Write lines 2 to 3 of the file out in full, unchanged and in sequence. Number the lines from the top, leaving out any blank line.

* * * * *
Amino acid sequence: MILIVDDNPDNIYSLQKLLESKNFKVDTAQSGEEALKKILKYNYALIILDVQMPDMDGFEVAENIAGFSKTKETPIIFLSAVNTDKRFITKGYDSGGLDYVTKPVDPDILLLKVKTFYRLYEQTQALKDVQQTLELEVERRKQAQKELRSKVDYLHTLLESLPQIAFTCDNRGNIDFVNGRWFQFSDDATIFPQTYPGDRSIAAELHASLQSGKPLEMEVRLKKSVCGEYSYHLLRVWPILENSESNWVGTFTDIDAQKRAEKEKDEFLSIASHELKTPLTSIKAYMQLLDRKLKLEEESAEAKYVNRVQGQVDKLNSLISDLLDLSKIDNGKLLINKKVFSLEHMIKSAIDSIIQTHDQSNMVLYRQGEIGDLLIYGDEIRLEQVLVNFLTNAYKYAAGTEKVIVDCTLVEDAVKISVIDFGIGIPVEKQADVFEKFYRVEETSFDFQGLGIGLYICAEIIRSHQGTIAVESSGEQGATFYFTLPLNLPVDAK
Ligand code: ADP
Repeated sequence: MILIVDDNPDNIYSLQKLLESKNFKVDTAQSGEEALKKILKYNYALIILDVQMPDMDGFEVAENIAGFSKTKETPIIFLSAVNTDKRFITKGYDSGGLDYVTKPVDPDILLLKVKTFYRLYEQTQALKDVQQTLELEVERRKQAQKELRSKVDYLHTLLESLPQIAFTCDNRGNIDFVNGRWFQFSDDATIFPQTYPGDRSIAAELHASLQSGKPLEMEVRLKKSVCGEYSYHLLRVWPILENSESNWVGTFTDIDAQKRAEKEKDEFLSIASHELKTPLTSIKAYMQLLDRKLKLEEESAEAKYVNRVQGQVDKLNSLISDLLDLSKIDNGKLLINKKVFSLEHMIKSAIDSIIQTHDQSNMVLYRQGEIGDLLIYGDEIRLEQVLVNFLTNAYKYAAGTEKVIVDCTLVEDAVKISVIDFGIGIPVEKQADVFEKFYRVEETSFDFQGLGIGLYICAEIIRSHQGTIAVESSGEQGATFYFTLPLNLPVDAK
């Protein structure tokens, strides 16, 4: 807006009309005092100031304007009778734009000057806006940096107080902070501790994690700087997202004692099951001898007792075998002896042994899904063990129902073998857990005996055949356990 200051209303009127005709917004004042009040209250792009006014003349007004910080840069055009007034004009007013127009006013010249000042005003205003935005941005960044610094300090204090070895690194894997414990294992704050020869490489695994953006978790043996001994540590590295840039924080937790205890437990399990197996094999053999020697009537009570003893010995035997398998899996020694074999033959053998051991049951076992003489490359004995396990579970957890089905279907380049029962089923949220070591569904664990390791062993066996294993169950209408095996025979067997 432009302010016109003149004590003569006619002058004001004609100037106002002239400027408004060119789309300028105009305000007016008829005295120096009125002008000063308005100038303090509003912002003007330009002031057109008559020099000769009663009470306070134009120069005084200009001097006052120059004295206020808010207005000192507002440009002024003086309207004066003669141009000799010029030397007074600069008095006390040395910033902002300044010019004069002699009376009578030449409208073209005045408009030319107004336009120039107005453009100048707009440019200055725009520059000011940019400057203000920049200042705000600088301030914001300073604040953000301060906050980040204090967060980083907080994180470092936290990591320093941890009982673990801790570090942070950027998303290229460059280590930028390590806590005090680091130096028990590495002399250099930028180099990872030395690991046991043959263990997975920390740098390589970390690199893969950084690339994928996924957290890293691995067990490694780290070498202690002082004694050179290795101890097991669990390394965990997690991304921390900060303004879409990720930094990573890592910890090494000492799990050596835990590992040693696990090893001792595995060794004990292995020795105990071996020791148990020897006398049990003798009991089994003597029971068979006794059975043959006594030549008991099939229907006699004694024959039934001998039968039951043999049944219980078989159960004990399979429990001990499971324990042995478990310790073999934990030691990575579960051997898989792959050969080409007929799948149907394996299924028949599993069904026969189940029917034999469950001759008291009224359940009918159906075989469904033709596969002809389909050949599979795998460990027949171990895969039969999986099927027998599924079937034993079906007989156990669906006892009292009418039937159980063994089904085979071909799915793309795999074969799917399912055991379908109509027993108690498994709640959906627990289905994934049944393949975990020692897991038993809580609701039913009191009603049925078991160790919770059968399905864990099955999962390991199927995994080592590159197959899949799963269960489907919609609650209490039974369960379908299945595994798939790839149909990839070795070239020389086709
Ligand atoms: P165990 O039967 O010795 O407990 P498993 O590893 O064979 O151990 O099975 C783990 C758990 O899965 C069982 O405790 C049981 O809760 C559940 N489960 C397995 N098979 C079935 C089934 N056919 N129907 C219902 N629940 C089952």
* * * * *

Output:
Ligand code: ADP
Repeated sequence: MILIVDDNPDNIYSLQKLLESKNFKVDTAQSGEEALKKILKYNYALIILDVQMPDMDGFEVAENIAGFSKTKETPIIFLSAVNTDKRFITKGYDSGGLDYVTKPVDPDILLLKVKTFYRLYEQTQALKDVQQTLELEVERRKQAQKELRSKVDYLHTLLESLPQIAFTCDNRGNIDFVNGRWFQFSDDATIFPQTYPGDRSIAAELHASLQSGKPLEMEVRLKKSVCGEYSYHLLRVWPILENSESNWVGTFTDIDAQKRAEKEKDEFLSIASHELKTPLTSIKAYMQLLDRKLKLEEESAEAKYVNRVQGQVDKLNSLISDLLDLSKIDNGKLLINKKVFSLEHMIKSAIDSIIQTHDQSNMVLYRQGEIGDLLIYGDEIRLEQVLVNFLTNAYKYAAGTEKVIVDCTLVEDAVKISVIDFGIGIPVEKQADVFEKFYRVEETSFDFQGLGIGLYICAEIIRSHQGTIAVESSGEQGATFYFTLPLNLPVDAK